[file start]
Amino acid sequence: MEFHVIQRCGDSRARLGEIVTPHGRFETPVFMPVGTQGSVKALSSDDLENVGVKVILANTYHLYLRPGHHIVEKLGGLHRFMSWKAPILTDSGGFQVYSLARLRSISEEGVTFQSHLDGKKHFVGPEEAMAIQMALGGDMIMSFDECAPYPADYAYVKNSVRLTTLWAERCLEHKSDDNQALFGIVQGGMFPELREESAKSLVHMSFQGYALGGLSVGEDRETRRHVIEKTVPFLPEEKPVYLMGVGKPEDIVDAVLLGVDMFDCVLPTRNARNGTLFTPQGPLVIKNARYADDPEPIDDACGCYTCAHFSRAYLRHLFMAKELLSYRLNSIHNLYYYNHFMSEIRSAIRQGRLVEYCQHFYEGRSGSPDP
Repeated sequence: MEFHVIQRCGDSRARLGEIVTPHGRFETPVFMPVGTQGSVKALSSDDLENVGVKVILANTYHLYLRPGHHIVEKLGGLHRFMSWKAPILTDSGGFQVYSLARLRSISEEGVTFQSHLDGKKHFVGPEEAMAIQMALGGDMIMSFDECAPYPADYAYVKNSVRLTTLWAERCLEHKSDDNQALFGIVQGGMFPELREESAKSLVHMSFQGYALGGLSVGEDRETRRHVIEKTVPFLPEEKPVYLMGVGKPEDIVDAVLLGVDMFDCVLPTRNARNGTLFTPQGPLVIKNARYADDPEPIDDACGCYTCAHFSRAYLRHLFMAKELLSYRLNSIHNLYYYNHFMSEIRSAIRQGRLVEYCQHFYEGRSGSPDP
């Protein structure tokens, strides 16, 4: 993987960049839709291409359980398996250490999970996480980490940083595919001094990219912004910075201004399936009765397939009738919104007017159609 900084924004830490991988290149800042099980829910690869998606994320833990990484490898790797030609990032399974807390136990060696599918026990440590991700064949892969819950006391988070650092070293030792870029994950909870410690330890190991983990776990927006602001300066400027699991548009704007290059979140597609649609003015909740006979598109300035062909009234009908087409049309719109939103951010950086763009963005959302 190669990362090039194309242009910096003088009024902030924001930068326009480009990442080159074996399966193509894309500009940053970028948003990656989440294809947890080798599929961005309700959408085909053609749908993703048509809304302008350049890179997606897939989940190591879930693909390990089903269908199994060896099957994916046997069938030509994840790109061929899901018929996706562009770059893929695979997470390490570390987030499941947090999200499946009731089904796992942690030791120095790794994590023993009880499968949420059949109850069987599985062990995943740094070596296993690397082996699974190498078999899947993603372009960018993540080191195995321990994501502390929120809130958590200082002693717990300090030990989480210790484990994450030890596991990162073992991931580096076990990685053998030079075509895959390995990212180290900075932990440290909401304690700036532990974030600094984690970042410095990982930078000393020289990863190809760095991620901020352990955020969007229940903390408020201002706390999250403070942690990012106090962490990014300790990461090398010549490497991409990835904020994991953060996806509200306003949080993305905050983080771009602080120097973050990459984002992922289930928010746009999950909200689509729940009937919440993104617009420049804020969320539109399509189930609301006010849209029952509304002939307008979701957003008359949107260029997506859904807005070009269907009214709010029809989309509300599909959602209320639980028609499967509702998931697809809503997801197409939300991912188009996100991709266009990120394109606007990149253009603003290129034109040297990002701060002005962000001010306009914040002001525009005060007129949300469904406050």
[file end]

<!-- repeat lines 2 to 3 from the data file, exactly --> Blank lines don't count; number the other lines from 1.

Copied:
Repeated sequence: MEFHVIQRCGDSRARLGEIVTPHGRFETPVFMPVGTQGSVKALSSDDLENVGVKVILANTYHLYLRPGHHIVEKLGGLHRFMSWKAPILTDSGGFQVYSLARLRSISEEGVTFQSHLDGKKHFVGPEEAMAIQMALGGDMIMSFDECAPYPADYAYVKNSVRLTTLWAERCLEHKSDDNQALFGIVQGGMFPELREESAKSLVHMSFQGYALGGLSVGEDRETRRHVIEKTVPFLPEEKPVYLMGVGKPEDIVDAVLLGVDMFDCVLPTRNARNGTLFTPQGPLVIKNARYADDPEPIDDACGCYTCAHFSRAYLRHLFMAKELLSYRLNSIHNLYYYNHFMSEIRSAIRQGRLVEYCQHFYEGRSGSPDP
């Protein structure tokens, strides 16, 4: 993987960049839709291409359980398996250490999970996480980490940083595919001094990219912004910075201004399936009765397939009738919104007017159609 900084924004830490991988290149800042099980829910690869998606994320833990990484490898790797030609990032399974807390136990060696599918026990440590991700064949892969819950006391988070650092070293030792870029994950909870410690330890190991983990776990927006602001300066400027699991548009704007290059979140597609649609003015909740006979598109300035062909009234009908087409049309719109939103951010950086763009963005959302 190669990362090039194309242009910096003088009024902030924001930068326009480009990442080159074996399966193509894309500009940053970028948003990656989440294809947890080798599929961005309700959408085909053609749908993703048509809304302008350049890179997606897939989940190591879930693909390990089903269908199994060896099957994916046997069938030509994840790109061929899901018929996706562009770059893929695979997470390490570390987030499941947090999200499946009731089904796992942690030791120095790794994590023993009880499968949420059949109850069987599985062990995943740094070596296993690397082996699974190498078999899947993603372009960018993540080191195995321990994501502390929120809130958590200082002693717990300090030990989480210790484990994450030890596991990162073992991931580096076990990685053998030079075509895959390995990212180290900075932990440290909401304690700036532990974030600094984690970042410095990982930078000393020289990863190809760095991620901020352990955020969007229940903390408020201002706390999250403070942690990012106090962490990014300790990461090398010549490497991409990835904020994991953060996806509200306003949080993305905050983080771009602080120097973050990459984002992922289930928010746009999950909200689509729940009937919440993104617009420049804020969320539109399509189930609301006010849209029952509304002939307008979701957003008359949107260029997506859904807005070009269907009214709010029809989309509300599909959602209320639980028609499967509702998931697809809503997801197409939300991912188009996100991709266009990120394109606007990149253009603003290129034109040297990002701060002005962000001010306009914040002001525009005060007129949300469904406050």